NGWRC is funded only by donations
NGWRC is a 501(c)3 non-profit organization, and your donations are tax deductible. Our paperwork is on file with the state of Kansas and if you need a copy you can get it from the Secretary of States' office. The NGWRC reserves the right to refuse donations from any groups or persons whos' views does not support ours.
Work with a good VSO, or Agent when doing your claim.
You should only have an accredited VSO Rep working on your case, and you can search the database of the VA Office of the General Counsel (OGC) to determine if a VSO Rep is currently accredited or not at http://www.va.gov/ogc/apps/accreditation/index.asp . Make sure they are, there are some scammers out there.
To file a claim for disability compensation, use Veterans Benefits Administration (VBA) form 21-526EZ.
You may download this form at: http://www.vba.va.gov/pubs/forms/VBA-21-526EZ-ARE.pdf .
To make a statement in support of claim, or to get a statement from your friend, comrade, co-worker, or family member, VA Form 21-4138: http://www.va.gov/vaforms/form_detail.asp?FormNo=21-4138 .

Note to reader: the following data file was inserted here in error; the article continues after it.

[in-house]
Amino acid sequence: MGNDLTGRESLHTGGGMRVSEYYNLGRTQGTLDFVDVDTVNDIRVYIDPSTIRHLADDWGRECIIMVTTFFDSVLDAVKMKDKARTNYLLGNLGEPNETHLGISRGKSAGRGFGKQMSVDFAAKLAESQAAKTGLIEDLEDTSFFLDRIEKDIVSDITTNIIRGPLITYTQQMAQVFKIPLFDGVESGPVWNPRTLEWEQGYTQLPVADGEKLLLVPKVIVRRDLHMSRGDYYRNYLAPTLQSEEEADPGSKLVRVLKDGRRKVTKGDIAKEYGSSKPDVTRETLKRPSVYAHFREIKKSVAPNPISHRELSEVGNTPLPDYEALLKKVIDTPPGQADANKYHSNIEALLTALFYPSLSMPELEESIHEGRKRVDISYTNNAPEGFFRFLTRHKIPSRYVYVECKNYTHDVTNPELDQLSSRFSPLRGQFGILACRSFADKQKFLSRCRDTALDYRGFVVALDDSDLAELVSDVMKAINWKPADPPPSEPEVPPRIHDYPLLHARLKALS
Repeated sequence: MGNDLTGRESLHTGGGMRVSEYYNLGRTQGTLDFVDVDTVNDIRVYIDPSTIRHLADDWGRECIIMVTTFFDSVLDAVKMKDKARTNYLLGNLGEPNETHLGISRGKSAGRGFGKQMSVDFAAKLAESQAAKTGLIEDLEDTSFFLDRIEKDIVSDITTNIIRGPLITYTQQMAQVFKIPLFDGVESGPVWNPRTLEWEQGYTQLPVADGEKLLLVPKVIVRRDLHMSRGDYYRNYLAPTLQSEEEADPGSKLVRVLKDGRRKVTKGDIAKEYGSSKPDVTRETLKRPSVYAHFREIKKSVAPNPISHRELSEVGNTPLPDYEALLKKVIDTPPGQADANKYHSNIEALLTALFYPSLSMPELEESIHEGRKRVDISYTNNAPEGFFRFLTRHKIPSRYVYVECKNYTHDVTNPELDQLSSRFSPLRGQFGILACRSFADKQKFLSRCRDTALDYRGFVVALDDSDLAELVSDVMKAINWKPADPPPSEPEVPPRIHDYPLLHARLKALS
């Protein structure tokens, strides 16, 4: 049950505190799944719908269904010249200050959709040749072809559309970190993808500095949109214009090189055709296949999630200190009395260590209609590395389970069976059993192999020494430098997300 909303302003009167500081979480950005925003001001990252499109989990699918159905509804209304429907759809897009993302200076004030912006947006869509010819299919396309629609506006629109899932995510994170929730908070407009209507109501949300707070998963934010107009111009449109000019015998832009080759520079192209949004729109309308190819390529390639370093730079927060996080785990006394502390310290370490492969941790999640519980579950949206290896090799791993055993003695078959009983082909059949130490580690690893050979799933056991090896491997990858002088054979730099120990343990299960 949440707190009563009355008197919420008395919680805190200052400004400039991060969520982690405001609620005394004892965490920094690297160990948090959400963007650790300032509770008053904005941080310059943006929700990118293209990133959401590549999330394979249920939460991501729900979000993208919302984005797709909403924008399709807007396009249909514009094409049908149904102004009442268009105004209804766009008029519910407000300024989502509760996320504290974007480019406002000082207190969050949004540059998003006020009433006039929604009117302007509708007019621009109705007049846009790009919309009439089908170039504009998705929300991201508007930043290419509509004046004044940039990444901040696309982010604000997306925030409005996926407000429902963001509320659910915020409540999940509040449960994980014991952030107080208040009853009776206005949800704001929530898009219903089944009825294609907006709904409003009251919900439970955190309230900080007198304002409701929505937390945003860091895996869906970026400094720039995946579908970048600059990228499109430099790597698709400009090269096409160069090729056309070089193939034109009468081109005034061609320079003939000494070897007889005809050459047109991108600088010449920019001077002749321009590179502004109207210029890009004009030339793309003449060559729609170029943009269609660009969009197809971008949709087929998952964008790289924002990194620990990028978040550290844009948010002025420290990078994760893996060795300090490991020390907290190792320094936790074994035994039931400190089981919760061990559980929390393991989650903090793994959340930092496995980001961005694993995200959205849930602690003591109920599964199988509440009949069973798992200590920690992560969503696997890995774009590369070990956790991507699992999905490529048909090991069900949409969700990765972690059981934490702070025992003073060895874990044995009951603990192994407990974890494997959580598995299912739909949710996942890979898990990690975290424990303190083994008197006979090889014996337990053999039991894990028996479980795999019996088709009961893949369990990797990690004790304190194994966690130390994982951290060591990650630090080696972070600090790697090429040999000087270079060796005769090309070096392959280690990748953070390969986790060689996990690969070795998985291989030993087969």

To download or print Disability Benefits Questionnaires (DBQs) for your private doctor, go to http://www.benefits.va.gov/COMPENSATION/dbq_disabilityexams.asp . Only doctors may fill out a DBQ. Please use form 21-4138 for all other statements in support of your claim.
There are no DBQs for the following medical examinations: Initial Examination for Post-Traumatic Stress Disorder, Hearing Loss and Tinnitus, Residuals of Traumatic Brain Injury, Cold Injury Residuals, Prisoner of War Examination Protocol, Gulf War Medical Examination.
To file a Notice of Disagreement you must use this form.
Notice of Disagreement (Fillable) http://www.vba.va.gov/pubs/forms/VBA-21-0958-ARE.pdf